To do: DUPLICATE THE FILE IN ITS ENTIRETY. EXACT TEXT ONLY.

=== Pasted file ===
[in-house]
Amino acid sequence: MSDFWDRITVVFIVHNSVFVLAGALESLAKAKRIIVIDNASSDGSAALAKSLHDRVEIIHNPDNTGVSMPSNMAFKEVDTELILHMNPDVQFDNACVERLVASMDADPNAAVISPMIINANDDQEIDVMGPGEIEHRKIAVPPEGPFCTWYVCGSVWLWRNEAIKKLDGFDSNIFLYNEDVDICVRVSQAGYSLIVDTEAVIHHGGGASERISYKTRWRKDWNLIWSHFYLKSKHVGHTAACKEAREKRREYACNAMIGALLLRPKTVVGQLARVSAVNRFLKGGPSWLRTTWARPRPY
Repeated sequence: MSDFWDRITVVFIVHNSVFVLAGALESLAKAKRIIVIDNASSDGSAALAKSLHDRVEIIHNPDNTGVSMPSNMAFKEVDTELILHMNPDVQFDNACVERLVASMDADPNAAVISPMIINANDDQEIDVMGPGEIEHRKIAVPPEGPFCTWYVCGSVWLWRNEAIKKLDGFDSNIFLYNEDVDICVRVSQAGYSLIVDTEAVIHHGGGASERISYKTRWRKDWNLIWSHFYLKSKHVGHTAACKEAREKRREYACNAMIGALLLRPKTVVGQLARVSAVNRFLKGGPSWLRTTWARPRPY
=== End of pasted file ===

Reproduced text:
[in-house]
Amino acid sequence: MSDFWDRITVVFIVHNSVFVLAGALESLAKAKRIIVIDNASSDGSAALAKSLHDRVEIIHNPDNTGVSMPSNMAFKEVDTELILHMNPDVQFDNACVERLVASMDADPNAAVISPMIINANDDQEIDVMGPGEIEHRKIAVPPEGPFCTWYVCGSVWLWRNEAIKKLDGFDSNIFLYNEDVDICVRVSQAGYSLIVDTEAVIHHGGGASERISYKTRWRKDWNLIWSHFYLKSKHVGHTAACKEAREKRREYACNAMIGALLLRPKTVVGQLARVSAVNRFLKGGPSWLRTTWARPRPY
Repeated sequence: MSDFWDRITVVFIVHNSVFVLAGALESLAKAKRIIVIDNASSDGSAALAKSLHDRVEIIHNPDNTGVSMPSNMAFKEVDTELILHMNPDVQFDNACVERLVASMDADPNAAVISPMIINANDDQEIDVMGPGEIEHRKIAVPPEGPFCTWYVCGSVWLWRNEAIKKLDGFDSNIFLYNEDVDICVRVSQAGYSLIVDTEAVIHHGGGASERISYKTRWRKDWNLIWSHFYLKSKHVGHTAACKEAREKRREYACNAMIGALLLRPKTVVGQLARVSAVNRFLKGGPSWLRTTWARPRPY